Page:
In this case, Pfizer got around this problem in a manner that met with Southcott J’s approval. Pfizer had one expert read the patent and provide an opinion on the skilled person, and then the second expert was provided with that definition of the skilled person:

[318] This approach demonstrates a potential means of avoiding the concern about blinding creating a structural impediment to experts employing the required tools to formulate their opinions. If one expert provides an opinion defining the Skilled Person after reviewing the relevant patent, that definition can be provided to another expert, who can then give a blinded opinion from the perspective of the Skilled Person without having read the patent or the other experts’ opinions.

Southcott J remarked that while this methodology was not in itself a sufficient reason to prefer Pfizer’s experts over those of Amgen, “blinding is a factor favourable to the reliability of Pfizer’s expert opinions on the work that would flow from [the state of the art]” [320].

This calls to mind the concept of ‘sequential unmasking’ referred to by Arnold LJ in Akebia v Fibrogen [2020] EWHC 866 (Pat):

[36] This submission illustrates why it can be advantageous to try to instruct expert witnesses in sequence, first asking them about the common general knowledge, then showing them the prior art and asking them questions such as what steps would be obvious in the light of it and only then showing them the patent in suit. This is a procedure known as “sequential unmasking” in the psychological literature (see generally on this subject C.T. Robertson and A.S. Kesselheim (eds), Blinding as a Solution to Bias, Academic Press, 2016). The point of it is to try to avoid, or at least reduce, hindsight. In my opinion, it is desirable to try to minimise hindsight on the part of expert witnesses where possible. There is no rule or principle that experts must be instructed sequentially, however.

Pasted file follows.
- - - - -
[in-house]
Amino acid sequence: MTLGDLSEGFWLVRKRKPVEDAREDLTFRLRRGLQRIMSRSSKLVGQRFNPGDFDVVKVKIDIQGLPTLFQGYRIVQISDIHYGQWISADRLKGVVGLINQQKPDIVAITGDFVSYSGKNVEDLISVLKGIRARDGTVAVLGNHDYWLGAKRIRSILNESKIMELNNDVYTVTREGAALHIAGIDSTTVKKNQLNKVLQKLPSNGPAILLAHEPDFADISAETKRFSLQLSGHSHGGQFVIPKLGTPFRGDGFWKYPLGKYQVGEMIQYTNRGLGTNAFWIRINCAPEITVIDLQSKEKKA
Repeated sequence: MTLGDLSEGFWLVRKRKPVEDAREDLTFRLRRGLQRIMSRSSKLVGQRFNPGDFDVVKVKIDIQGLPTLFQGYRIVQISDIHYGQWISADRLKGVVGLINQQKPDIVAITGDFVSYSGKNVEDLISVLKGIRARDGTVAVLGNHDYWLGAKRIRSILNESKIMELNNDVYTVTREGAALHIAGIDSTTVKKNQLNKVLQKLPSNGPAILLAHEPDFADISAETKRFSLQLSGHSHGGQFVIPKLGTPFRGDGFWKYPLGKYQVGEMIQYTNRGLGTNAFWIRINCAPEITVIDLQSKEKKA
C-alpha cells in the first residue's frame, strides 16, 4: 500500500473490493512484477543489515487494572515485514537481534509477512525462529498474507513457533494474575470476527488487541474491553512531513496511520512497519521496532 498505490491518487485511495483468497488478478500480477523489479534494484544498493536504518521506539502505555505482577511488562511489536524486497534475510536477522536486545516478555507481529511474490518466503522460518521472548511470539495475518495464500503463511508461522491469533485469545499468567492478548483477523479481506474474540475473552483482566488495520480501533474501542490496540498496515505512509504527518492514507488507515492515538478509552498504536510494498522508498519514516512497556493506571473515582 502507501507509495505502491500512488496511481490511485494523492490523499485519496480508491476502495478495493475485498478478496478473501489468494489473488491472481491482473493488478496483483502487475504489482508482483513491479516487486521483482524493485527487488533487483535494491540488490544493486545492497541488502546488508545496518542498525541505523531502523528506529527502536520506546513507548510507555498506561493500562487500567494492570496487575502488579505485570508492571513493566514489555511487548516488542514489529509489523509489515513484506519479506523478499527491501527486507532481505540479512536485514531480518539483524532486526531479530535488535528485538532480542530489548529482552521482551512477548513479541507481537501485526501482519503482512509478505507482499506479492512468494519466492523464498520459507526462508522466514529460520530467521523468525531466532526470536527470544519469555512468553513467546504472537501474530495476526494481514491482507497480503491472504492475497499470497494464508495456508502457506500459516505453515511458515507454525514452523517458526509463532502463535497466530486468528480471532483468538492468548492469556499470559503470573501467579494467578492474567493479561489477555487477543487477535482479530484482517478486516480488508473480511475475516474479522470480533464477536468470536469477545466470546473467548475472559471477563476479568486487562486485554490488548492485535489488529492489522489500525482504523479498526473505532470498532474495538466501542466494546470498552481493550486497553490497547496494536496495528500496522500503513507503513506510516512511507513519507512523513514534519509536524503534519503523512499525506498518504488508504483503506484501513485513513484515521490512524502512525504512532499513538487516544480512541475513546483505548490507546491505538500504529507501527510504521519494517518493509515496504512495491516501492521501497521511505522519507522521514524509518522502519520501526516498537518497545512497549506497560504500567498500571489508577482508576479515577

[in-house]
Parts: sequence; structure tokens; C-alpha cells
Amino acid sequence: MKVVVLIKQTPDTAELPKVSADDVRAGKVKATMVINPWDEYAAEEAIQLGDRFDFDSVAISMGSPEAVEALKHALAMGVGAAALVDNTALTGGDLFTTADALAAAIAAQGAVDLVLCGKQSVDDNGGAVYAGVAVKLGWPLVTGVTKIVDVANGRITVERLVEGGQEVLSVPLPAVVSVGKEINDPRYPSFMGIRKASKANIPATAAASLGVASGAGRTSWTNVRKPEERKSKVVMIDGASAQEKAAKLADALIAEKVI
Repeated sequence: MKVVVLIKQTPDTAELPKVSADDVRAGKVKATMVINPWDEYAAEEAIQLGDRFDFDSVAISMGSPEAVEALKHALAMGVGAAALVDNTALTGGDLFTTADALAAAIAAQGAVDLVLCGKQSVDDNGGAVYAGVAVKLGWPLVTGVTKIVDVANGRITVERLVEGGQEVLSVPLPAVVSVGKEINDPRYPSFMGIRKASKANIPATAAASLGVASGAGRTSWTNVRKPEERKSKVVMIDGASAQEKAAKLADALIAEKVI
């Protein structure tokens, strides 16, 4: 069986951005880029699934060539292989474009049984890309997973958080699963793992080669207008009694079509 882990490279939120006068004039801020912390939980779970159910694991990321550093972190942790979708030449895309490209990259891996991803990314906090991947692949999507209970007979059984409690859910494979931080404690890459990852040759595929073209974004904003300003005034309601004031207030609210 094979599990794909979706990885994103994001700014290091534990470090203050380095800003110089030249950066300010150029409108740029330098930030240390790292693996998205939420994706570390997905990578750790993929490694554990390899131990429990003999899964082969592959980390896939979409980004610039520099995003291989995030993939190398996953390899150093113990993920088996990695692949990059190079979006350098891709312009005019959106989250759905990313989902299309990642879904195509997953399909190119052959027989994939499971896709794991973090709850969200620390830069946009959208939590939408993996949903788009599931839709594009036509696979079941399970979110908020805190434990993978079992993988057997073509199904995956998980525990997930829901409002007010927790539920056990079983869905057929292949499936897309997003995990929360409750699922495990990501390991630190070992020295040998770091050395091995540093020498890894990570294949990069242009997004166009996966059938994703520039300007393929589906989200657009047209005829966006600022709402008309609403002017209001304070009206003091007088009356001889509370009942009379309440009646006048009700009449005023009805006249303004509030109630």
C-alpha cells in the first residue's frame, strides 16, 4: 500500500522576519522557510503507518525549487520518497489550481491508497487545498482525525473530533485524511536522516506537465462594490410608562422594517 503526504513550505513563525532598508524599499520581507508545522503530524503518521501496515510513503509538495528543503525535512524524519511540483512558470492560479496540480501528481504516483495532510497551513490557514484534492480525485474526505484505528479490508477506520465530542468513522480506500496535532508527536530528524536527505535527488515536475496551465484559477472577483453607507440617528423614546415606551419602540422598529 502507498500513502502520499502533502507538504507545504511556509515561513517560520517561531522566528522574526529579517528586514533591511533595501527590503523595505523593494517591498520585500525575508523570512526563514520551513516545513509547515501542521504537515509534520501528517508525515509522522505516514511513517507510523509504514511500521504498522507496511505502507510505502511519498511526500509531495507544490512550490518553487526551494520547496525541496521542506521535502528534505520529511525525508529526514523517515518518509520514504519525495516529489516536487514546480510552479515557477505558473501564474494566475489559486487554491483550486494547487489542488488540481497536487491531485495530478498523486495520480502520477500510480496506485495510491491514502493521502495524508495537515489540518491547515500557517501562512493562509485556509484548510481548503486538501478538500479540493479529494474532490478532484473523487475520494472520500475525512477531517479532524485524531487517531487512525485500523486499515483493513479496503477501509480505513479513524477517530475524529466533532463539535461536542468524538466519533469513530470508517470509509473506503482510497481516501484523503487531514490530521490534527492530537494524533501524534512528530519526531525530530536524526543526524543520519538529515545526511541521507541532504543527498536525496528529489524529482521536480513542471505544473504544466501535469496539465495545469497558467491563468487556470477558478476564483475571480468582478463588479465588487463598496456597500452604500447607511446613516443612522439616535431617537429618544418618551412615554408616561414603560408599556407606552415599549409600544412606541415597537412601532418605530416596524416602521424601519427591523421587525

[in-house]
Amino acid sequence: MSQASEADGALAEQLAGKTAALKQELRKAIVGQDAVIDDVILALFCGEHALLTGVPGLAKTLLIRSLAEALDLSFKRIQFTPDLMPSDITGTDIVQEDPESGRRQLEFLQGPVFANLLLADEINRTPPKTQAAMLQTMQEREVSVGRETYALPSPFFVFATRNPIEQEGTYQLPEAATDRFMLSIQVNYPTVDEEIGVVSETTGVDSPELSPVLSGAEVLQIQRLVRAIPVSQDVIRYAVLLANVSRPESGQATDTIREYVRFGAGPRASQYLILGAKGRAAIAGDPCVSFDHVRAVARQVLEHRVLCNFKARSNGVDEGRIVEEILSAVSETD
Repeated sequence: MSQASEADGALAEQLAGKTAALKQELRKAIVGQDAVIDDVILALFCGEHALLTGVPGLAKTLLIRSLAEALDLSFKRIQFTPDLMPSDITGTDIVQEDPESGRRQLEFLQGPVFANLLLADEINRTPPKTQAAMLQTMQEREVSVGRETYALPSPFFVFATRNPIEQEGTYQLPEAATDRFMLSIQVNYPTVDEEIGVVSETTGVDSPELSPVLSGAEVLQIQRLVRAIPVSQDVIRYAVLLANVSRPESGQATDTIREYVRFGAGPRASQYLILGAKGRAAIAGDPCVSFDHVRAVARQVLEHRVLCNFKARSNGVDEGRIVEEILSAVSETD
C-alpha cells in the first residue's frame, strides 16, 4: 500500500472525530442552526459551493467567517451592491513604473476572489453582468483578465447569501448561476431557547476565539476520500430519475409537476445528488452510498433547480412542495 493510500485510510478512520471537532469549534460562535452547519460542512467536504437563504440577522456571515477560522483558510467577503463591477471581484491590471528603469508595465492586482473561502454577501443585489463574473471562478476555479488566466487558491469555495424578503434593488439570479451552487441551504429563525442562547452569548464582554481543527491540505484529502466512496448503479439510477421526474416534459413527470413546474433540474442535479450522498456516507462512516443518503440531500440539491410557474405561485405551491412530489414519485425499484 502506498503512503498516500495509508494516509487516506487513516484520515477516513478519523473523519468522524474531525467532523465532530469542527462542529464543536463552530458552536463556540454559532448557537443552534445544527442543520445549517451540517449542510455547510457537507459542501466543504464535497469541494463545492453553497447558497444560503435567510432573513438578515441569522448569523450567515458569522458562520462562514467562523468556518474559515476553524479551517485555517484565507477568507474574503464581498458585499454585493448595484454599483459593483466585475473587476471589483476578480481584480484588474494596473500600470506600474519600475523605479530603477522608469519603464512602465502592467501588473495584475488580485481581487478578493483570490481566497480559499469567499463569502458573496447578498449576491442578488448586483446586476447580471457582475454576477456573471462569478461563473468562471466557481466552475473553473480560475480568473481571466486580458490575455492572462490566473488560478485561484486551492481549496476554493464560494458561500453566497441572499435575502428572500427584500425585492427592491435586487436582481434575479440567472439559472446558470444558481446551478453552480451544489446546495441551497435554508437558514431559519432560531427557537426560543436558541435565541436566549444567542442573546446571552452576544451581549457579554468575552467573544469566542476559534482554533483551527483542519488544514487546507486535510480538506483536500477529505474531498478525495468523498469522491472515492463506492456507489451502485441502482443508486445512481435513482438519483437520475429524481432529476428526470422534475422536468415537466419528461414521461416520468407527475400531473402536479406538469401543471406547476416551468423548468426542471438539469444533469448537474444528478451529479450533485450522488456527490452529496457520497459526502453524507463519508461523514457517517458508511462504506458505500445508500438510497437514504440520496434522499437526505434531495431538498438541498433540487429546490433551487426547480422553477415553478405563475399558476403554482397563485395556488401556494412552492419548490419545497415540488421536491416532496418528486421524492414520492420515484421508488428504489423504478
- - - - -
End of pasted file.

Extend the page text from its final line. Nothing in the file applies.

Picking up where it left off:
Arnold LJ went on to note that

[T]here are often real practical problems in doing so. To take just one obvious example, any discussion about the common general knowledge must start by identifying the skilled person or team. How is this to be done if the expert cannot be shown the patent? One way is to ask the expert to make an assumption, which they can check later when they see the patent; but that is not necessarily a perfect solution.

Another, arguably preferable solution to this problem, is that used by Pfizer here, namely providing the second expert with the first’s opinion as to the characteristics of the skilled person.

In any event, it seems that some form of sequential unmasking may be a real advance in terms of allowing experts to provide an effective yet properly blinded opinion.

Friday, May 1, 2020

A Two-Step Approach to Enablement?

Amgen Inc v Pfizer Canada ULC 2020 FC 522 Southcott J
            1,341,537 / filgrastim / NEUPOGEN / NIVESTYM

Wednesday’s post gave an overview of the facts and discussed the main substantive holding in this decision, namely that the invention was obvious. The decision also raised an important point regarding the proper approach to sufficiency, and more particularly enablement (how to practice the invention). I suggest the parties have gone astray, as a consequence of neglecting the FCA’s statements in Leo Pharma 2017 FCA 50 [58] and Bombardier v Arctic Cat 2018 FCA 172 [78] that the SCC decision in Teva 2012 SCC 60 did not change the law of enablement. Ultimately, the doctrinal point made no difference to the outcome, but it is worth discussing nonetheless, as it could cause serious difficulties in future cases.